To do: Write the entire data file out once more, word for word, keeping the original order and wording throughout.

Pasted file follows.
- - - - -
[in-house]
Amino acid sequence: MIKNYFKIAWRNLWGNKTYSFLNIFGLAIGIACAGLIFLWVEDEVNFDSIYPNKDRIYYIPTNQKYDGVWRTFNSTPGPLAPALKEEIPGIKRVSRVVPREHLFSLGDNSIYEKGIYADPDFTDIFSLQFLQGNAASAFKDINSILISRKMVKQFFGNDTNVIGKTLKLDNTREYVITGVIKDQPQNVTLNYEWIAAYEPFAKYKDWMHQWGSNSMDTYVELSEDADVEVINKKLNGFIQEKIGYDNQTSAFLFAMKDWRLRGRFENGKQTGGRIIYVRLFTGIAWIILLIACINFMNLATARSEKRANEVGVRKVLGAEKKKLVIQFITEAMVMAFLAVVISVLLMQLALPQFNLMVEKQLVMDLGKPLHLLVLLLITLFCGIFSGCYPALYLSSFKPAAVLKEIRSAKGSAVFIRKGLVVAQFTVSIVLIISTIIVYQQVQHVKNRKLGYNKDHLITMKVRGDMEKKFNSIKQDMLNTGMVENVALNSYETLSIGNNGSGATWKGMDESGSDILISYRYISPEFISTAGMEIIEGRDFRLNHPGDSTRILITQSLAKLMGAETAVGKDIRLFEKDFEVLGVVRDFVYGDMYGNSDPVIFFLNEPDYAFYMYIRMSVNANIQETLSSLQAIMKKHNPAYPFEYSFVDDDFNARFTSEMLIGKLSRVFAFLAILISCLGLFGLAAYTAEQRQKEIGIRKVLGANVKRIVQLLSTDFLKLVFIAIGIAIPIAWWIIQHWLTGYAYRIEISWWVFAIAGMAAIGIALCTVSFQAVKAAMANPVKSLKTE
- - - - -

[in-house]
Amino acid sequence: MIKNYFKIAWRNLWGNKTYSFLNIFGLAIGIACAGLIFLWVEDEVNFDSIYPNKDRIYYIPTNQKYDGVWRTFNSTPGPLAPALKEEIPGIKRVSRVVPREHLFSLGDNSIYEKGIYADPDFTDIFSLQFLQGNAASAFKDINSILISRKMVKQFFGNDTNVIGKTLKLDNTREYVITGVIKDQPQNVTLNYEWIAAYEPFAKYKDWMHQWGSNSMDTYVELSEDADVEVINKKLNGFIQEKIGYDNQTSAFLFAMKDWRLRGRFENGKQTGGRIIYVRLFTGIAWIILLIACINFMNLATARSEKRANEVGVRKVLGAEKKKLVIQFITEAMVMAFLAVVISVLLMQLALPQFNLMVEKQLVMDLGKPLHLLVLLLITLFCGIFSGCYPALYLSSFKPAAVLKEIRSAKGSAVFIRKGLVVAQFTVSIVLIISTIIVYQQVQHVKNRKLGYNKDHLITMKVRGDMEKKFNSIKQDMLNTGMVENVALNSYETLSIGNNGSGATWKGMDESGSDILISYRYISPEFISTAGMEIIEGRDFRLNHPGDSTRILITQSLAKLMGAETAVGKDIRLFEKDFEVLGVVRDFVYGDMYGNSDPVIFFLNEPDYAFYMYIRMSVNANIQETLSSLQAIMKKHNPAYPFEYSFVDDDFNARFTSEMLIGKLSRVFAFLAILISCLGLFGLAAYTAEQRQKEIGIRKVLGANVKRIVQLLSTDFLKLVFIAIGIAIPIAWWIIQHWLTGYAYRIEISWWVFAIAGMAAIGIALCTVSFQAVKAAMANPVKSLKTE